The Future Of Education Just May Be In Liberty, Missouri
Remember the water cycle?
It's typically first learned in elementary school, around third grade. You know, precipitation, evaporation, condensation? Many readers may remember filling out agraphic organizer to help them memorize the steps. Others may recall having to answer a question about the water cycle on a standardized test.
It's likely fewer of us did what the third graders at Liberty' EPiC Elementary did last year. They studied the ongoing water crisis in California, blogged about it. Then, once they realized how bad the situation was, came up with the idea of making clay pots to sell them in order to donate the money to water.org.
Dr. Michelle Schmitz, the principal at EPiC, says the experience pushed the kids' empathy.
"We focus on real-world problems. We want to go into the community and solve problems. And we provide choice for them all the time."
But she also says the work EPiC students do is not lacking rigor.
"We follow the same standards everyone else [in Missouri] has. We teach reading, writing, math but we just embed them in these projects," she says.
Schmitz admits the approach is not traditional but after its first year in 2015, EPiC was outperforming most other Missouri schools on the most traditional of academic measures: standardized tests.
Asking, 'What if?'
EPiC is a by-application public school within the Liberty district. Superintendent Jeremy Tucker says Liberty schools are, on average, high-performing but there was still a desire by teachers and parents to do something more.
"It's about moving away from a 'one size fits all' approach. We want to be learner-centered, tap into students' passions and interests," he says.
Too often, he suggests, traditional school models don't allow for that type of freedom. As proof, that this was not such a far-flung idea, Tucker says for the start of EPiC's first academic year in 2015, it got more than 1,000 applications for 300 slots.
"It started with the question, 'What if?' We had to challenge our thinking about the structure of our schools, re-imagine what schools look like."
'More restrictions than inmates'
Tucker could have written the jacket blurb of Nikhil Goyal's new book.
Goyal, at first, may strike some as an odd spokesperson for re-imagining schools. After all, at a mere 20 years of age, he's a published author who made the Forbes 30 Under 30 list in 2013. If there's anyone who has been well-served by America's hide-bound school system, you may think, it's him.
But Goyal says he hated school. In fact, he compares his own and many other students' experience in school to being in a prison.
"The restrictions put on kids, even in high-achieving schools," he says, "are two times the restrictions put on inmates. Children have very little freedom and control and that has devastating effects on how they see themselves as learners."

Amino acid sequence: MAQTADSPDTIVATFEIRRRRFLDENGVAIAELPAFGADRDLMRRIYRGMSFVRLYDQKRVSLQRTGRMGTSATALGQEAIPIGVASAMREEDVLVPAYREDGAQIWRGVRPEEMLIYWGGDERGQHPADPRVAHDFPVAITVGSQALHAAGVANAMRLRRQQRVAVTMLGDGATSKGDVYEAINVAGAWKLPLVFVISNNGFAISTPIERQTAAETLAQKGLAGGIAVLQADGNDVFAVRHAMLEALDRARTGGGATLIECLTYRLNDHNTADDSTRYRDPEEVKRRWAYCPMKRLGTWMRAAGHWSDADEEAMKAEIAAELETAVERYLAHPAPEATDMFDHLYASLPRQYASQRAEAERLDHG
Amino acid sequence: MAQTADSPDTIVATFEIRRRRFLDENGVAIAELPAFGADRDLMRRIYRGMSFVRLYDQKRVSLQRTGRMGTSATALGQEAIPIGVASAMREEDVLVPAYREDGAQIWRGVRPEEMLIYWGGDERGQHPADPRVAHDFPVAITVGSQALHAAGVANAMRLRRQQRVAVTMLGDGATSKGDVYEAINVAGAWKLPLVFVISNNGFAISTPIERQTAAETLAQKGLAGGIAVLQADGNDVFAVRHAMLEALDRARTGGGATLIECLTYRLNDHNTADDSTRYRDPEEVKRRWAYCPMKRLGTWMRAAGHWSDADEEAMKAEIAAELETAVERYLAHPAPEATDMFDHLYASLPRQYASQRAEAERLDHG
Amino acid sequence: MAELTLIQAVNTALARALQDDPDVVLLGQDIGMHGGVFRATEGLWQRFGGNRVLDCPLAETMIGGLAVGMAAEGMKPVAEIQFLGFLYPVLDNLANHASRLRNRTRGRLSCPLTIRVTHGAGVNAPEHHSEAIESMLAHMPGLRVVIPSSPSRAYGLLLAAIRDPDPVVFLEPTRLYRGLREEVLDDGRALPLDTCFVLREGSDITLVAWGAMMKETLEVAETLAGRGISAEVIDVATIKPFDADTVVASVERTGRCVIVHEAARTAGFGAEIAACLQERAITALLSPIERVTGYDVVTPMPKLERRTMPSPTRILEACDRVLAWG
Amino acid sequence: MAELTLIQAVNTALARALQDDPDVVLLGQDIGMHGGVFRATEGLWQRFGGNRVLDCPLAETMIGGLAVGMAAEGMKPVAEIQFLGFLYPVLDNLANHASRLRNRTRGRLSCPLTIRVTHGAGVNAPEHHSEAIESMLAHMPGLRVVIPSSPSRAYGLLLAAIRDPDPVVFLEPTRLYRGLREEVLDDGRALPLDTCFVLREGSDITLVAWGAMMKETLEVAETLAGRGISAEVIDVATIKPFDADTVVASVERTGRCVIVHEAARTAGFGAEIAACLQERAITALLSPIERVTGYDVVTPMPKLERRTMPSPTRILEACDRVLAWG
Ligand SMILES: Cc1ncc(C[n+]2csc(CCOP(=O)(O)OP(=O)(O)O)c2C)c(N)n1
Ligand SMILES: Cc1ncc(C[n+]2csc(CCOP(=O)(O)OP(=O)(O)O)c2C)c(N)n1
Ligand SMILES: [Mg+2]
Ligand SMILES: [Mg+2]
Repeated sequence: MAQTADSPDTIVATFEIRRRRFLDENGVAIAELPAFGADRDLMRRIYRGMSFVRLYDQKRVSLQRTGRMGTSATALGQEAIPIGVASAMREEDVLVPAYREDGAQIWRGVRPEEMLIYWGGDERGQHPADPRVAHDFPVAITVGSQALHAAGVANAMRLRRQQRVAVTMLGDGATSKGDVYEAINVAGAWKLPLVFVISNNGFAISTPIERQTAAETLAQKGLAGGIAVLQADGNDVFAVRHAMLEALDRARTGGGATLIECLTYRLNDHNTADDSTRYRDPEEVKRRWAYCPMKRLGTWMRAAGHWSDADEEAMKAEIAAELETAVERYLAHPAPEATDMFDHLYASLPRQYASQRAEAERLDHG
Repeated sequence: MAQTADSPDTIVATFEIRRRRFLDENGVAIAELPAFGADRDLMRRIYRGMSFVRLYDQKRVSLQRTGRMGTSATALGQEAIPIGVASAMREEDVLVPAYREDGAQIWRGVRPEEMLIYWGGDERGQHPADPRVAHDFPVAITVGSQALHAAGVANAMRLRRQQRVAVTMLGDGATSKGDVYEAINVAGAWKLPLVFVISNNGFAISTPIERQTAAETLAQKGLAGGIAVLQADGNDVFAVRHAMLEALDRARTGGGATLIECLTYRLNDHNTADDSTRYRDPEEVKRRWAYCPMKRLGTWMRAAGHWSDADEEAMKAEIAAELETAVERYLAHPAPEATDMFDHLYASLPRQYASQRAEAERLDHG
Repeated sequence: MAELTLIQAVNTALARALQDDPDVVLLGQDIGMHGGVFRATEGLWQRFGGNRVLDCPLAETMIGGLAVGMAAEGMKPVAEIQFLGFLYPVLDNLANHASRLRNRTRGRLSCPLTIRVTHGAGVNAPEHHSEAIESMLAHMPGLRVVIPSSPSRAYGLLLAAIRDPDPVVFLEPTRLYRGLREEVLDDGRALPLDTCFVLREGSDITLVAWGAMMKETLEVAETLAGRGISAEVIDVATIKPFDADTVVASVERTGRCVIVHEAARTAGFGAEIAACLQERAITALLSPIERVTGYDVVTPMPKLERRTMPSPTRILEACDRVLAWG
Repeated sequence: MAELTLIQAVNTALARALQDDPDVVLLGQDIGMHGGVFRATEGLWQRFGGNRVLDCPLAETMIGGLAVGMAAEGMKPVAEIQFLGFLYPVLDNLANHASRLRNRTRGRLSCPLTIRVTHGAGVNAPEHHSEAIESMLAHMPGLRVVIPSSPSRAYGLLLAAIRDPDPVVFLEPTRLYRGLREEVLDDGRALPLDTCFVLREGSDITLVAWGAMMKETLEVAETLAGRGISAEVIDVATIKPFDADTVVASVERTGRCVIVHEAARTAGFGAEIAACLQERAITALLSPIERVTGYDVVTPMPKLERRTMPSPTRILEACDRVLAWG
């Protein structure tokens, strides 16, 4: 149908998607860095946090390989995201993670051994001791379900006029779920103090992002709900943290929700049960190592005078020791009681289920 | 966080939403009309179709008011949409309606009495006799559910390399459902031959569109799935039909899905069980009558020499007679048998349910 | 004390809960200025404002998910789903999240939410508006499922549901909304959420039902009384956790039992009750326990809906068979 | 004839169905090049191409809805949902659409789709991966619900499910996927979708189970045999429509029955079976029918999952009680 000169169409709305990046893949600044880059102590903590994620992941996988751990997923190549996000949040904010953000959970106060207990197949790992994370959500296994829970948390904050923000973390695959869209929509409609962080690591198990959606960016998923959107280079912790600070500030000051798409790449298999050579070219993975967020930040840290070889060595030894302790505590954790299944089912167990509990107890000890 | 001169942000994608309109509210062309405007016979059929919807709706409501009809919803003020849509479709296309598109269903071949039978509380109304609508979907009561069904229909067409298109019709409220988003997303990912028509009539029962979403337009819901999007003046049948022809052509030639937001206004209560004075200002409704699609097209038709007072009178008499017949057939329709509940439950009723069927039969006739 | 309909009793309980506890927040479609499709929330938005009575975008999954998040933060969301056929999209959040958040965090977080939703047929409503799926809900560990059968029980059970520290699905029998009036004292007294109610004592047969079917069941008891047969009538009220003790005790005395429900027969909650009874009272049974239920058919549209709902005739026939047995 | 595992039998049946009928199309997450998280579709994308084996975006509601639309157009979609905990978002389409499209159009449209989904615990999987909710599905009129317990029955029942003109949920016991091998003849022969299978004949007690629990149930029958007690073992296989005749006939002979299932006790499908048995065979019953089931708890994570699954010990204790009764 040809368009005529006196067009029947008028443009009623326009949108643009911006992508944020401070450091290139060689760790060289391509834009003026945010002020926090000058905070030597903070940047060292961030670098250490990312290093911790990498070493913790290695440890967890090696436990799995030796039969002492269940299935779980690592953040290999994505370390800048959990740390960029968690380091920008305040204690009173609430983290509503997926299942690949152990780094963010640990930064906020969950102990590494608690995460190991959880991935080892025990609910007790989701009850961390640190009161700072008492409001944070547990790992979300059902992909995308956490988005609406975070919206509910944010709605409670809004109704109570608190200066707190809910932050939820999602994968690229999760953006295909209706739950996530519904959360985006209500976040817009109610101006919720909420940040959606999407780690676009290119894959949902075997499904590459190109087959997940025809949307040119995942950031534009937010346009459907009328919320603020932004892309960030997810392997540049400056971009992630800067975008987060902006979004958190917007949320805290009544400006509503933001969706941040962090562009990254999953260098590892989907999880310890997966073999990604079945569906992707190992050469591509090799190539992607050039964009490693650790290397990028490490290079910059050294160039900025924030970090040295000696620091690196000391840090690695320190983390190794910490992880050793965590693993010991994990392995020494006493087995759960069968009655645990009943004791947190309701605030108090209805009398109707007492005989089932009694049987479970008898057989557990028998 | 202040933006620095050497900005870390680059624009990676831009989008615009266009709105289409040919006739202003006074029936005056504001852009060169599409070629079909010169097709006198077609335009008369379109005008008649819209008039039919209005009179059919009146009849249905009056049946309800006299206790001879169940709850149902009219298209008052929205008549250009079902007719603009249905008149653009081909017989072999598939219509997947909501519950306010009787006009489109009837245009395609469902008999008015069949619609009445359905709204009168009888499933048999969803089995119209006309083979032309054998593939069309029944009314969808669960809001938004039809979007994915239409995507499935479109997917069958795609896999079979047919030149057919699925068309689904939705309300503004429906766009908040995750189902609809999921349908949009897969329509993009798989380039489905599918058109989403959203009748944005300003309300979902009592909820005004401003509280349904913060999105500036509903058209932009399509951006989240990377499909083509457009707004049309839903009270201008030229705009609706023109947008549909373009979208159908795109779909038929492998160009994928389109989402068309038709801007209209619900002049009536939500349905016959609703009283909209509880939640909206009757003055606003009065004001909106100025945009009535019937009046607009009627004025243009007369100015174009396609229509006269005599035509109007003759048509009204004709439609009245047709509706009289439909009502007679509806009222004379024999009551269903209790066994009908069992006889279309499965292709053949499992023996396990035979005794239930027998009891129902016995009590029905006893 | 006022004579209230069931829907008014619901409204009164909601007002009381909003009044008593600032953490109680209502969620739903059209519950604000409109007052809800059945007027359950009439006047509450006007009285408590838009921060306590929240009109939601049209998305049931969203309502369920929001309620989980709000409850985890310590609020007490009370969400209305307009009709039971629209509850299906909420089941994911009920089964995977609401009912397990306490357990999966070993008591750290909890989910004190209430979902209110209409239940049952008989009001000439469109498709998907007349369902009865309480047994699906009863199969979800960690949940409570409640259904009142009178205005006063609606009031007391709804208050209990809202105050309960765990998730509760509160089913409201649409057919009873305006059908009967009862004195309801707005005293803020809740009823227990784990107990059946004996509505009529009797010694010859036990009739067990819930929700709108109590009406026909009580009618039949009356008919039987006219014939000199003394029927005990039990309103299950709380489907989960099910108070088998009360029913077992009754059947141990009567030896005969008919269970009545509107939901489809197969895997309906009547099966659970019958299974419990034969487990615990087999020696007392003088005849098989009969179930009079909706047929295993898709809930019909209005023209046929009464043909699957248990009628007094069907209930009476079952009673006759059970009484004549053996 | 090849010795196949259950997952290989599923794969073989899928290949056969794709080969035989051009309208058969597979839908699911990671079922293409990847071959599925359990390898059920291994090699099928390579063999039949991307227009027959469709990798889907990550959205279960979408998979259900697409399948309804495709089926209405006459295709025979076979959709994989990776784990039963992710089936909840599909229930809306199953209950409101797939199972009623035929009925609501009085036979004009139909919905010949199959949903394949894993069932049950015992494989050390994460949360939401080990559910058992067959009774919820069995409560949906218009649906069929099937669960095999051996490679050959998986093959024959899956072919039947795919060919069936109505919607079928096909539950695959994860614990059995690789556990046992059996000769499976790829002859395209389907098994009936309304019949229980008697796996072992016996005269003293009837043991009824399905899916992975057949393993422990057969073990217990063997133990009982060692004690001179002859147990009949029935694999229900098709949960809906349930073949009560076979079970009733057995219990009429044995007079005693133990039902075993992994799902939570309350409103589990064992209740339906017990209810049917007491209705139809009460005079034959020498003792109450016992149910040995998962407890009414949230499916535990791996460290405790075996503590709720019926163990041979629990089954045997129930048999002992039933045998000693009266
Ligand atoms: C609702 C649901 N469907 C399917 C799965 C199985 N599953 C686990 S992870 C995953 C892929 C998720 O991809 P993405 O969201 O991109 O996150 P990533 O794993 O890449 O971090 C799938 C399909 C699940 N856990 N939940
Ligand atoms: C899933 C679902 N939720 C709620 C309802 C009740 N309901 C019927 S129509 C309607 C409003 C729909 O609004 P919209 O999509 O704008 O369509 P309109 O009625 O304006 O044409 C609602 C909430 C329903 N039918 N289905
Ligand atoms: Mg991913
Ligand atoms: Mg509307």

Goyal has just published Schools On Trial: How Freedom and Creativity Can Fix Our Educational Malpractice.It is the result of Goyal's observations at schools around America he says have the potential to "change the landscape of education" in this country.
Places like the Tinkering Schoolin California, which (as its name suggests) prioritizes kids working with real tools to solve problems. Or the Brooklyn Free School in New York, which holds weekly school meetings in which students discuss their problems with how the school is functioning.
Though they may have different approaches and philosophies, all of the schools Goyal uses as examples focus on so-called "student-centered instruction," the type of learning EPiC says it tries to promote.
"A fundamental tenet of progressive education is that children should have autonomy," Goyal says. "Evidence suggests when children have more control over their learning experience, they are more likely to learn more effectively, have greater self-determination, and gain real-life skills needed as an adult--things like collaboration, critical thinking, active problem-solving."
Testing has made things worse
Yet, this type of philosophy is the exception and not the rule in modern schools. Goyal points to a test-driven education culture that prioritizes results over process, correct answers over critical thinking, as the primary culprit.
"When you have so much pressure and emphasis on testing, schools are forced away from these creative, innovative practices. The structures we see in schools — classrooms, desks in rows, bells — those have been around since the 1850s," Goyal says.
At EPiC, principal Schmitz does not feel beholden to those structures. And in fact, her school's favorable scores in its first years indicate to her that EPiC's student-centered approach is working.
"They're moving around, going places, being engaged. We perform really well on our state tests because they are engaged," she says.
Liberty is already a high-performing district, and EPiC's wait list for applications indicates families and students are motivated by the model. Goyal says "experiments" like EPiC should not be confined to a smaller, more privilege subset of American children.
"I have pushed policymakers to try pilot programs in districts to study [these models] and see the effects of these innovative approaches. The evidence shows in these schools, compared to regular public schools, they have lower dropout rates and higher student engagement."
A former teacher, Kyle Palmer is KCUR's morning newscaster and reporter. You can follow him on Twitter @kcurkyle.